Spanish companies building relationships with Floridians
By Yudislaidy Fernandez
A group of top Spanish companies is building an organization to increase cooperation between Spanish- and American-based businesses such as those in the energy and financial sectors.
The year-old España-Florida Foundation 500yrs is made up of Spanish companies that operate in Florida, including top players in the financial arena such as Banco Santander, Banco Popular, Banco Sabadell and CajaSol. Other members include Iberia Tiles, Telefónica and Unión Radio.
The private non-profit organization, which hopes to foster new commercial and cultural ties between Spaniards and Floridians, seeks to grow its membership with the participation of American companies that share its vision.
Emilio Sánchez, president of Miami-based España-Florida Foundation 500yrs, said any company that wants to increase its presence in the Hispanic community can work with the foundation to enter those markets.
Mr. Sánchez was involved, along with the Consulate General of Spain, Trade Commission of Spain and others, in arranging the Spanish royals' visit to Miami.
The monarchy's visit was important to strengthen Florida's relationship with Spain and Spanish companies, he said, as the event received much attention and media coverage.
Friday, Spain's King Juan Carlos I and Queen Sofia attended an event with about 400 companies from Spain and Florida to discuss mutual collaboration.
Spain is a leader in energy production, Mr. Sánchez said, the second-largest producer of renewable and solar energy, and is also involved in wind energy production.
"It's a huge market for Spanish firms," he said. "In wind and solar energy, we are trying to increase cooperation with companies in the US."
With Gov. Charlie Crist's goal to have Florida derive 20% of its energy from renewable energy sources including solar and wind energy by 2020, new opportunities could be on the horizon for Spanish-based energy companies.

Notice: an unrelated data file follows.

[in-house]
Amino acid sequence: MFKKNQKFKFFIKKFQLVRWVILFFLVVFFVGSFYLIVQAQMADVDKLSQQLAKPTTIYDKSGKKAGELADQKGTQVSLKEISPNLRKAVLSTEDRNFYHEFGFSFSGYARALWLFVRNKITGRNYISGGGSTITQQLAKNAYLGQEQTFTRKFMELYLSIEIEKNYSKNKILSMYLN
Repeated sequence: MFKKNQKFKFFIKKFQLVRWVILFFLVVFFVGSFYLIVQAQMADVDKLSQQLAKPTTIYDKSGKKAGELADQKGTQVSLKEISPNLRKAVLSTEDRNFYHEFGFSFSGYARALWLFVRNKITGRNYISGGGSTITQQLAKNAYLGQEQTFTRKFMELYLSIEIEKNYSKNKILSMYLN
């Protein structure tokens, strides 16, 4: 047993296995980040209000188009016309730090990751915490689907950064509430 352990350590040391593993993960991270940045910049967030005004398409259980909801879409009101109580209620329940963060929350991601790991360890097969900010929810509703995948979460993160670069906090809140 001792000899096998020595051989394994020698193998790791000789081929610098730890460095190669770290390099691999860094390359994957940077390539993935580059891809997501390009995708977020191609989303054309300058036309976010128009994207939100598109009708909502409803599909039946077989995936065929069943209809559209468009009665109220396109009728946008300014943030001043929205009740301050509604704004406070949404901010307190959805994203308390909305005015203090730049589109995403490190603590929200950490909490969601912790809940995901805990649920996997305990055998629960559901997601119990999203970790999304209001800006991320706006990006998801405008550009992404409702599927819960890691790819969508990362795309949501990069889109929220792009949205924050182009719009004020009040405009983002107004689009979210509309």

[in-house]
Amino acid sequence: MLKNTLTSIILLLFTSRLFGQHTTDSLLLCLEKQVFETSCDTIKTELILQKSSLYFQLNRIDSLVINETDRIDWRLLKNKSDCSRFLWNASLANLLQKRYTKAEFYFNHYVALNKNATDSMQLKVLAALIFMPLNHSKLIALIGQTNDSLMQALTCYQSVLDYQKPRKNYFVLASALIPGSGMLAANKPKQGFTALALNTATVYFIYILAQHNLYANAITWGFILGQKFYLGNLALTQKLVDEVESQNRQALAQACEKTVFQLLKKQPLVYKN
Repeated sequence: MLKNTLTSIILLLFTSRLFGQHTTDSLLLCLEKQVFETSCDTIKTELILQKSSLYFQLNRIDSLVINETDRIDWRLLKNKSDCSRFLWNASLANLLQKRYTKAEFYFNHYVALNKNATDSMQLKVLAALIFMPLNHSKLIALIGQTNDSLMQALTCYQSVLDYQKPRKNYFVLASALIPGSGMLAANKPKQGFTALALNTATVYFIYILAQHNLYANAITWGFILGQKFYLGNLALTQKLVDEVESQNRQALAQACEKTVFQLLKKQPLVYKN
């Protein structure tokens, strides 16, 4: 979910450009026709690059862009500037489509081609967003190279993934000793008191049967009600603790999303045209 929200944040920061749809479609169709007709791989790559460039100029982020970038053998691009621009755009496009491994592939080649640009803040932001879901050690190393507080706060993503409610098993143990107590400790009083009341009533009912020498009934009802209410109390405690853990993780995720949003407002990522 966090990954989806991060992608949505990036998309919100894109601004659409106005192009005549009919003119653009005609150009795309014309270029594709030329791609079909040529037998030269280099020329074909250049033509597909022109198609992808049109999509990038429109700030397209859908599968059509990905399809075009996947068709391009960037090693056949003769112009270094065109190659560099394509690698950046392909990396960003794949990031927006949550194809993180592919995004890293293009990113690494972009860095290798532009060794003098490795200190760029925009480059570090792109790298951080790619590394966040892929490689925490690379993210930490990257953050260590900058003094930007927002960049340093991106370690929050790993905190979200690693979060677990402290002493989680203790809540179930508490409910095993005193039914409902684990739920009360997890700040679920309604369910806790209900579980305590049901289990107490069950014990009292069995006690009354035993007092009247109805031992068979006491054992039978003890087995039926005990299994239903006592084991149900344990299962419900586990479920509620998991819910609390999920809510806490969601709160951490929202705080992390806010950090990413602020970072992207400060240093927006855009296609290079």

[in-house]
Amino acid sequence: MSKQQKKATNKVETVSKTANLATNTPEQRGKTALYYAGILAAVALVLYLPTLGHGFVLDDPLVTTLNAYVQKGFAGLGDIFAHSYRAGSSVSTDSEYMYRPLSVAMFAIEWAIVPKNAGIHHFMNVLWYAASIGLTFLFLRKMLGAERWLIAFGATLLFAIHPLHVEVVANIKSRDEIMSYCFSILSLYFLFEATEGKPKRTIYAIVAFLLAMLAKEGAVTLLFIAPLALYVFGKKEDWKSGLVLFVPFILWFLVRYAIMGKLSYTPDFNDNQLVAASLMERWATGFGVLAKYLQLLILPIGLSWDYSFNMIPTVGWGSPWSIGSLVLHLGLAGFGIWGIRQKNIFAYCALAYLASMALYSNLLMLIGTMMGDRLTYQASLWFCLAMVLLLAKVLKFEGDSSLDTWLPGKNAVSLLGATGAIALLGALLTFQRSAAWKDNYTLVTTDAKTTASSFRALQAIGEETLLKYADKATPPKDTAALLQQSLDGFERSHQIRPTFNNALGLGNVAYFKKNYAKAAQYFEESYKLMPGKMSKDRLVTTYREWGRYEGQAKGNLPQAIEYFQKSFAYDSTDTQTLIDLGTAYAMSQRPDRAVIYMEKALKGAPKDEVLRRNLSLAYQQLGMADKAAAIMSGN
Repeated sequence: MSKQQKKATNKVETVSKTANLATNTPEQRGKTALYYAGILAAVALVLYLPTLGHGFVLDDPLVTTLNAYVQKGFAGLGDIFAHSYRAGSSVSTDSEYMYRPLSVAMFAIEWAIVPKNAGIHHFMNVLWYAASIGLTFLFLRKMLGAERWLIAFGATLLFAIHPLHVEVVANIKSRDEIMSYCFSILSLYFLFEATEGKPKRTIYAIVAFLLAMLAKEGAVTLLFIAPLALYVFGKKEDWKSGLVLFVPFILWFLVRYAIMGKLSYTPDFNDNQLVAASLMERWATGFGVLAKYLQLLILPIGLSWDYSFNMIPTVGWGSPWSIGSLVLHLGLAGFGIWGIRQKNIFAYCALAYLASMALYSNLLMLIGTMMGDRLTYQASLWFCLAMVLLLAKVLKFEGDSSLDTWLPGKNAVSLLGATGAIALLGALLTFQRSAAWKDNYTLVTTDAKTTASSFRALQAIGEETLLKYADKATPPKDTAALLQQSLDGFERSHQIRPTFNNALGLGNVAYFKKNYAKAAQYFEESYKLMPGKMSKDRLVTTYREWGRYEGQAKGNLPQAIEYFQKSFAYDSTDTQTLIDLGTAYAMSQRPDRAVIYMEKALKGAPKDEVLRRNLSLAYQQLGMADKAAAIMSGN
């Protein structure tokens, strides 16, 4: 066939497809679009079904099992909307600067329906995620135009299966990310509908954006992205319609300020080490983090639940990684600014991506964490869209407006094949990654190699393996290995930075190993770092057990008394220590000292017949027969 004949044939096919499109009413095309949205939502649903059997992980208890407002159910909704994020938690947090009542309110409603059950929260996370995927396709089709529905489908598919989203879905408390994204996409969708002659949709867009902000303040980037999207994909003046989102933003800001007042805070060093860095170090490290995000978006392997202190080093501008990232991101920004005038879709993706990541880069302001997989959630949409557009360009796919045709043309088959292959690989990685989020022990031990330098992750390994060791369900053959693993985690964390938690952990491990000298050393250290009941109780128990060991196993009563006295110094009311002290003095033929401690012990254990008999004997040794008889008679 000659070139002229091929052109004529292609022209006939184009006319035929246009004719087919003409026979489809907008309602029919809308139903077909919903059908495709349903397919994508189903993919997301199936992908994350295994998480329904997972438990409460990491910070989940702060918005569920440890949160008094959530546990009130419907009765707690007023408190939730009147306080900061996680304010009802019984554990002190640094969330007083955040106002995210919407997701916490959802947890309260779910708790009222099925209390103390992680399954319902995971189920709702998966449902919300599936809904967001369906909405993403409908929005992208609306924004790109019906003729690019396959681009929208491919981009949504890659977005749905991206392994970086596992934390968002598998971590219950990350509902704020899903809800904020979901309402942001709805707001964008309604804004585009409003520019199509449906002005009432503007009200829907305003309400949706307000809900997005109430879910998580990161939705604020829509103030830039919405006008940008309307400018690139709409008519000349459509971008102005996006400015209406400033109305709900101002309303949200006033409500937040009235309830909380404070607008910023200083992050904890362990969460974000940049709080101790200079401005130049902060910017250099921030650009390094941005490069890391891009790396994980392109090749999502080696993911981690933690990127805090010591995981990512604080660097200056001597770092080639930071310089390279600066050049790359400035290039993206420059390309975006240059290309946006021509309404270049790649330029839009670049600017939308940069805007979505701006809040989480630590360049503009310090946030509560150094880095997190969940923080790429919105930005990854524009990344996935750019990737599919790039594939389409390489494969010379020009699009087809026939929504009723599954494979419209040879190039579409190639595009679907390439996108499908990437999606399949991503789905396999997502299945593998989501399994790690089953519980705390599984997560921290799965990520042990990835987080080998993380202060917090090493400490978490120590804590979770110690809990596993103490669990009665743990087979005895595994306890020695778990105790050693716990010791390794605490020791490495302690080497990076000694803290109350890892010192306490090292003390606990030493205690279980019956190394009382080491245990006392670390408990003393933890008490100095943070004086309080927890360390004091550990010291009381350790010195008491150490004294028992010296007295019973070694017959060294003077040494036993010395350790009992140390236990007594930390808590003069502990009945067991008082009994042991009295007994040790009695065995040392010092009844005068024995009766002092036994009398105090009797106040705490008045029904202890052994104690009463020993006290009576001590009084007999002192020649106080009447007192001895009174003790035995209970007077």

Mr. Sánchez said the tough economic times both America and Spain face represent an opportunity in disguise.
"This is a big crisis, but when you have a crisis you also have opportunity," he said.
Spanish companies have lots of opportunities in the US market, he said, and even amidst tough times Spain's top financial institutions — all with a presence in Miami — are still strong.
"We think the financial sector needs huge renovations," he said. "I think banks from Spain can offer new ways to do business in this financial sector."
With the Obama administration and Gov. Crist looking to increase investments in energy, Spanish business can help, he said. "Spanish companies have a good reputation in these projects and can provide lots of projects."
Mr. Sánchez said construction and traditional trade products such as made-in-Spain ceramics and wines and food also continue to seek expansion for viable markets such as South Florida.
The foundation wants to help reinforce the image of quality and innovation of those companies.
España-Florida also seeks to improve Spain's historical image.
He said increasing public knowledge of the role Spanish explorers played in the 16th and 17th centuries is a major focus, because they are often negatively portrayed in history books.
"We have to recognize what the Spanish did," he said. Activities are planned to show Spain's historical, cultural and economic legacy in Florida.
Mr. Sánchez said Miami was the ideal city to anchor the foundation because more than 300 Spanish companies are in South Florida.
"There is no other city in the US with more companies from Spain," he said, adding the proximity to Latin America is also a plus to get plugged into those markets — another goal for the foundation is to open the doors to Latin America to both Spanish and American companies.
"Miami and Florida are still the gateway to Latin America," he said. "And there is no better place than Miami to do business with Spain and other European companies."